Back at the end of May, ChopTop and I decided to head off on a little road trip to see some friends in Missouri (state motto: "Branson whups Nashville's butt"). Just the two of us, enjoying the 6-hour drive and having some mother-daughter bonding time. As it turned out, most of the time on the road was a daughter-iPod bonding time. Meanwhile, the mother silently - and somewhat painfully - pondered the mystery that is the Oklahoma tollway system. What kind of sadist creates a highway where coffee vending machines are located at 15-mile intervals, but where the only two roadside restrooms are situated where the state borders Texas and Missouri?
Anyway. I wasn't too worried about the drive itself, because it's pretty much a straight shot on the interstates, until the last 10-15 miles into the small Missouri town where we'd be staying. But Hubster had just gotten a GPS device for his birthday, and I thought it might be a good idea to have it with us, so we packed it into the car and headed north. Neither ChopTop nor I had even turned the GPS on, but if there's one thing the girl and I have in common, it is our certainty that we are smarter than electronic devices. And, more importantly, that we are smarter than each other. One of us would soon be proved wrong.
As we neared the region of Missouri where I thought we'd have to leave the interstate, I suggested to ChopTop that we get the GPS out and input the address of our destination. She agreed, and that's pretty much where the kumbayah portion of the trip began and ended. The next 30 minutes were a seemingly endless variation of the following conversation.
TC: Did you put the address in?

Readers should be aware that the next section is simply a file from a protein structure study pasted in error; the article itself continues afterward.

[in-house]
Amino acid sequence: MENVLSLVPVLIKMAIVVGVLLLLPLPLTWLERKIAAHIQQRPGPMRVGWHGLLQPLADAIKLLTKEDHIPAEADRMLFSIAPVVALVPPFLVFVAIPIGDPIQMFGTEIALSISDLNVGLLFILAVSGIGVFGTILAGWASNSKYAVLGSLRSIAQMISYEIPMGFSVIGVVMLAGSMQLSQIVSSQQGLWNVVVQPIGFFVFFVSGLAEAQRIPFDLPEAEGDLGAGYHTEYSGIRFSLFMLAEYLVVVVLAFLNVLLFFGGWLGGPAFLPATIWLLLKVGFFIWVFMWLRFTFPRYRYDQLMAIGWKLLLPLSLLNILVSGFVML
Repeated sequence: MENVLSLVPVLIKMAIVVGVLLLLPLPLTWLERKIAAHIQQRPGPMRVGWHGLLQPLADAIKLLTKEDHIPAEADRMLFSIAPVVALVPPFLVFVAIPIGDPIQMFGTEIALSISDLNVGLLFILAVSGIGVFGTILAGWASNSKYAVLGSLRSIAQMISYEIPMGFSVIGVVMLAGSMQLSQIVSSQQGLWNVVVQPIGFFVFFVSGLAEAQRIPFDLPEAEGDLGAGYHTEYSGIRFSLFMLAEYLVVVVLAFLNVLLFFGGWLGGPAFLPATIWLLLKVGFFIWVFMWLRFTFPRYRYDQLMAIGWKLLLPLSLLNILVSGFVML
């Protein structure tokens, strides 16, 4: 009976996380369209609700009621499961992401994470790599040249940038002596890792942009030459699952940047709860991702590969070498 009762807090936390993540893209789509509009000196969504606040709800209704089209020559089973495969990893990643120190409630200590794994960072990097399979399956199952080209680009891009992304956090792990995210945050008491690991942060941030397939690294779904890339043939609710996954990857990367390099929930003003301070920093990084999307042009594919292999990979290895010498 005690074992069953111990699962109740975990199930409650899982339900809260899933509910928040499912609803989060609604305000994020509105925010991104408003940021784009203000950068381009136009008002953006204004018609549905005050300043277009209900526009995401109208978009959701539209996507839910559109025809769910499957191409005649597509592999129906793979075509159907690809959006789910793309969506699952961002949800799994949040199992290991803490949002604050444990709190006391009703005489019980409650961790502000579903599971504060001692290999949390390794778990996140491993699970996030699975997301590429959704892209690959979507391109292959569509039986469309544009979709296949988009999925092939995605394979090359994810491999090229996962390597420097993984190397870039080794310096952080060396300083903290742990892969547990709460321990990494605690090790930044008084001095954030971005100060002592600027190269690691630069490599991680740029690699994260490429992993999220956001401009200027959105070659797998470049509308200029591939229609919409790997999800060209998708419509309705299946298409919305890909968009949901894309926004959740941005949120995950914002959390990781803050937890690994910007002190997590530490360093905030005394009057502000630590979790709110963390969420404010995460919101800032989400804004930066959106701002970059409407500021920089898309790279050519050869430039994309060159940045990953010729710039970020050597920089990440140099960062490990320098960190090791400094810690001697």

TC: Well, why isn't it talking to us? Isn't it supposed to tell me when to turn?
ChopTop: It doesn't talk.
TC: WHAT?! It does too talk!
ChopTop: No, it doesn't. Do you see any volume controls on it?
TC: Well, what are those arrows on the screen for?
ChopTop: Those are buttons for the menu.
TC: No, they're not!
ChopTop: YES, THEY ARE.
TC: Well, look here. The back looks like a speaker.
ChopTop: That's not a speaker!
TC: What is it then?
ChopTop: That's for ventilation, so it doesn't get overheated.
TC: I think it's supposed to talk to us.
ChopTop: IT DOESN'T TALK.
TC: Why would it not talk?
ChopTop: It doesn't need to talk! You just look at the screen!
TC: How am I supposed to watch the screen and drive at the same time? It's SUPPOSED TO TALK.
ChopTop: Trust me - IT DOESN'T TALK.
TC: Well, it SHOULD. Are you sure you put the address in?
We finally reached a pause in the, uh, discussion (I think I might have, yet again, been slightly distracted by my bladder, which by this point felt like a 24-cup coffee urn), and were riding along in silence when suddenly we heard
"IN EIGHT HUNDRED YARDS, EXIT RIGHT."
I screamed and nearly drove straight into a billboard advertising several of Branson's butt-whuppin' music shows. ChopTop involuntarily threw herself against the passenger door. We both thought God Himself was sitting in the back seat.
Before I could even compose myself to speak, we heard
"EXIT RIGHT, THEN BEAR LEFT."
There was a brief repeat of the aforementioned screaming, near-crashing, and involuntary throwing of self. Any passersby surely thought our car was being operated by two people with uncontrolled seizure disorders and Tourette's syndrome.
Eventually, I found my breath, and before ChopTop dared utter a sound, I looked over at her and said triumphantly,
In the end, the trip was a great success. We had wonderful time with our friends, ChopTop & I were introduced to Shake's frozen custard (and, yes, I think it's entirely likely that the serpent tempted Eve with a big ol' cone of frozen custard topped with hot fudge), but most importantly, my title of Self-Appointed Genius Know-It-All Of The Family was made even more secure.
But the GPS people really need to program that thing to say, "Caution: You Are Entering Oklahoma, which is an old Native American name that means Land Without Restrooms. State motto: Now You Know Why It Was Called The Trail of Tears."